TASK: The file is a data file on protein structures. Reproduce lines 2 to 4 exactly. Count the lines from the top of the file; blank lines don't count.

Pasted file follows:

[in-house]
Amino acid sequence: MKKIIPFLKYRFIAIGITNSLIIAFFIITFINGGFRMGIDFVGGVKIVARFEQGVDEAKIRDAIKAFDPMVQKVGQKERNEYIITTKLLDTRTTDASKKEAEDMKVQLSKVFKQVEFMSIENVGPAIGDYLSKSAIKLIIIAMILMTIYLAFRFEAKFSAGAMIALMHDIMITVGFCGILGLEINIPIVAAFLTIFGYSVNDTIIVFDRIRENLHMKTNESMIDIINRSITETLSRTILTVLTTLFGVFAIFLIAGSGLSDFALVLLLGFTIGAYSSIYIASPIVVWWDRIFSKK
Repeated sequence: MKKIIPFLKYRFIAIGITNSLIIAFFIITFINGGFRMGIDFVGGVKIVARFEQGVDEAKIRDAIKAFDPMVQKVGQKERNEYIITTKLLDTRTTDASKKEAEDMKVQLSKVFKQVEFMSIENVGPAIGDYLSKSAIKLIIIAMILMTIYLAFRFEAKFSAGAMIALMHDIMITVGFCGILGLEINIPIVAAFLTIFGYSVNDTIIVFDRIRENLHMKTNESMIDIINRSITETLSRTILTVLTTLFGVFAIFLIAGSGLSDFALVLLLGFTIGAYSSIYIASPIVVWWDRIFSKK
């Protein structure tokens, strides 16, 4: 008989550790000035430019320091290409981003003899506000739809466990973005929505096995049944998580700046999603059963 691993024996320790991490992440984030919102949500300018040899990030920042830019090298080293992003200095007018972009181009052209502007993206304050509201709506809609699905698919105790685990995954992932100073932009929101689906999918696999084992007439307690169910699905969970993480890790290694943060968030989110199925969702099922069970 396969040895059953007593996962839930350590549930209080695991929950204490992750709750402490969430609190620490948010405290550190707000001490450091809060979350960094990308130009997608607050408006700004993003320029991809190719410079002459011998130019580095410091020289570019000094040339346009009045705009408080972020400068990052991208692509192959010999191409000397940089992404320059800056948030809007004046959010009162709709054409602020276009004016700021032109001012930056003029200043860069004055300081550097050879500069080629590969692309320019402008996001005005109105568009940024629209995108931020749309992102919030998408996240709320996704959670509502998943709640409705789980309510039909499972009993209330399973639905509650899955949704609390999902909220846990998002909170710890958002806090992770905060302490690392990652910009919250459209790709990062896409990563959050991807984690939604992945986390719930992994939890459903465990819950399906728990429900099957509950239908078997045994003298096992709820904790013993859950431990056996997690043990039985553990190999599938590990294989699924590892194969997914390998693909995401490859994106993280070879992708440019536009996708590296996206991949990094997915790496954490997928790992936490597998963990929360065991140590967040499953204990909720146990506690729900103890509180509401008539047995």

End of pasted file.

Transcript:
Amino acid sequence: MKKIIPFLKYRFIAIGITNSLIIAFFIITFINGGFRMGIDFVGGVKIVARFEQGVDEAKIRDAIKAFDPMVQKVGQKERNEYIITTKLLDTRTTDASKKEAEDMKVQLSKVFKQVEFMSIENVGPAIGDYLSKSAIKLIIIAMILMTIYLAFRFEAKFSAGAMIALMHDIMITVGFCGILGLEINIPIVAAFLTIFGYSVNDTIIVFDRIRENLHMKTNESMIDIINRSITETLSRTILTVLTTLFGVFAIFLIAGSGLSDFALVLLLGFTIGAYSSIYIASPIVVWWDRIFSKK
Repeated sequence: MKKIIPFLKYRFIAIGITNSLIIAFFIITFINGGFRMGIDFVGGVKIVARFEQGVDEAKIRDAIKAFDPMVQKVGQKERNEYIITTKLLDTRTTDASKKEAEDMKVQLSKVFKQVEFMSIENVGPAIGDYLSKSAIKLIIIAMILMTIYLAFRFEAKFSAGAMIALMHDIMITVGFCGILGLEINIPIVAAFLTIFGYSVNDTIIVFDRIRENLHMKTNESMIDIINRSITETLSRTILTVLTTLFGVFAIFLIAGSGLSDFALVLLLGFTIGAYSSIYIASPIVVWWDRIFSKK
């Protein structure tokens, strides 16, 4: 008989550790000035430019320091290409981003003899506000739809466990973005929505096995049944998580700046999603059963 691993024996320790991490992440984030919102949500300018040899990030920042830019090298080293992003200095007018972009181009052209502007993206304050509201709506809609699905698919105790685990995954992932100073932009929101689906999918696999084992007439307690169910699905969970993480890790290694943060968030989110199925969702099922069970 396969040895059953007593996962839930350590549930209080695991929950204490992750709750402490969430609190620490948010405290550190707000001490450091809060979350960094990308130009997608607050408006700004993003320029991809190719410079002459011998130019580095410091020289570019000094040339346009009045705009408080972020400068990052991208692509192959010999191409000397940089992404320059800056948030809007004046959010009162709709054409602020276009004016700021032109001012930056003029200043860069004055300081550097050879500069080629590969692309320019402008996001005005109105568009940024629209995108931020749309992102919030998408996240709320996704959670509502998943709640409705789980309510039909499972009993209330399973639905509650899955949704609390999902909220846990998002909170710890958002806090992770905060302490690392990652910009919250459209790709990062896409990563959050991807984690939604992945986390719930992994939890459903465990819950399906728990429900099957509950239908078997045994003298096992709820904790013993859950431990056996997690043990039985553990190999599938590990294989699924590892194969997914390998693909995401490859994106993280070879992708440019536009996708590296996206991949990094997915790496954490997928790992936490597998963990929360065991140590967040499953204990909720146990506690729900103890509180509401008539047995």